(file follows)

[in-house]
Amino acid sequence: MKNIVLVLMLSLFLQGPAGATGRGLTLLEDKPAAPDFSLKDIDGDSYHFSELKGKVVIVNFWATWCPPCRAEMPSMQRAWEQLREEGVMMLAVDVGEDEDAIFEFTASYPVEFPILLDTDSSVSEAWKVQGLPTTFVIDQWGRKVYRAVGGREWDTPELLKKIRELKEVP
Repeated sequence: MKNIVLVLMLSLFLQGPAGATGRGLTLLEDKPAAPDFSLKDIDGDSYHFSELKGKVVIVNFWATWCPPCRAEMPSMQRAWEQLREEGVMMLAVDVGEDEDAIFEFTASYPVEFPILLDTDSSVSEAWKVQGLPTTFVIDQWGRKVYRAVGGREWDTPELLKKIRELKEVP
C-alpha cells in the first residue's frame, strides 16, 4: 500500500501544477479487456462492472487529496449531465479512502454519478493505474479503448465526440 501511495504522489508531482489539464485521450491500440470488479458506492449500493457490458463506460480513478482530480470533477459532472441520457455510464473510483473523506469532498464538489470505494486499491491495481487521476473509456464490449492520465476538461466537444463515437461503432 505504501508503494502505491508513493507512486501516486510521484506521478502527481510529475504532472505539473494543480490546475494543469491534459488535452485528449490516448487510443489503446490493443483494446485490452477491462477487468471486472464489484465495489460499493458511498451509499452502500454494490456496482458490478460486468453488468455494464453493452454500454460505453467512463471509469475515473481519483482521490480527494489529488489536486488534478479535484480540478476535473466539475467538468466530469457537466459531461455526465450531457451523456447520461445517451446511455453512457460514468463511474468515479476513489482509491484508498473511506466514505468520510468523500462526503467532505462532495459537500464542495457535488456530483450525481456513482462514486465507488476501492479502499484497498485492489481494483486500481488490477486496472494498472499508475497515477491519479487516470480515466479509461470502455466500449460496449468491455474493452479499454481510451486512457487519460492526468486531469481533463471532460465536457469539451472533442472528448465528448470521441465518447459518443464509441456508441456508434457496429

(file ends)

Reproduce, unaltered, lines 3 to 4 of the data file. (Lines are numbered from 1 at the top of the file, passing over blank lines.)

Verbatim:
Repeated sequence: MKNIVLVLMLSLFLQGPAGATGRGLTLLEDKPAAPDFSLKDIDGDSYHFSELKGKVVIVNFWATWCPPCRAEMPSMQRAWEQLREEGVMMLAVDVGEDEDAIFEFTASYPVEFPILLDTDSSVSEAWKVQGLPTTFVIDQWGRKVYRAVGGREWDTPELLKKIRELKEVP
C-alpha cells in the first residue's frame, strides 16, 4: 500500500501544477479487456462492472487529496449531465479512502454519478493505474479503448465526440 501511495504522489508531482489539464485521450491500440470488479458506492449500493457490458463506460480513478482530480470533477459532472441520457455510464473510483473523506469532498464538489470505494486499491491495481487521476473509456464490449492520465476538461466537444463515437461503432 505504501508503494502505491508513493507512486501516486510521484506521478502527481510529475504532472505539473494543480490546475494543469491534459488535452485528449490516448487510443489503446490493443483494446485490452477491462477487468471486472464489484465495489460499493458511498451509499452502500454494490456496482458490478460486468453488468455494464453493452454500454460505453467512463471509469475515473481519483482521490480527494489529488489536486488534478479535484480540478476535473466539475467538468466530469457537466459531461455526465450531457451523456447520461445517451446511455453512457460514468463511474468515479476513489482509491484508498473511506466514505468520510468523500462526503467532505462532495459537500464542495457535488456530483450525481456513482462514486465507488476501492479502499484497498485492489481494483486500481488490477486496472494498472499508475497515477491519479487516470480515466479509461470502455466500449460496449468491455474493452479499454481510451486512457487519460492526468486531469481533463471532460465536457469539451472533442472528448465528448470521441465518447459518443464509441456508441456508434457496429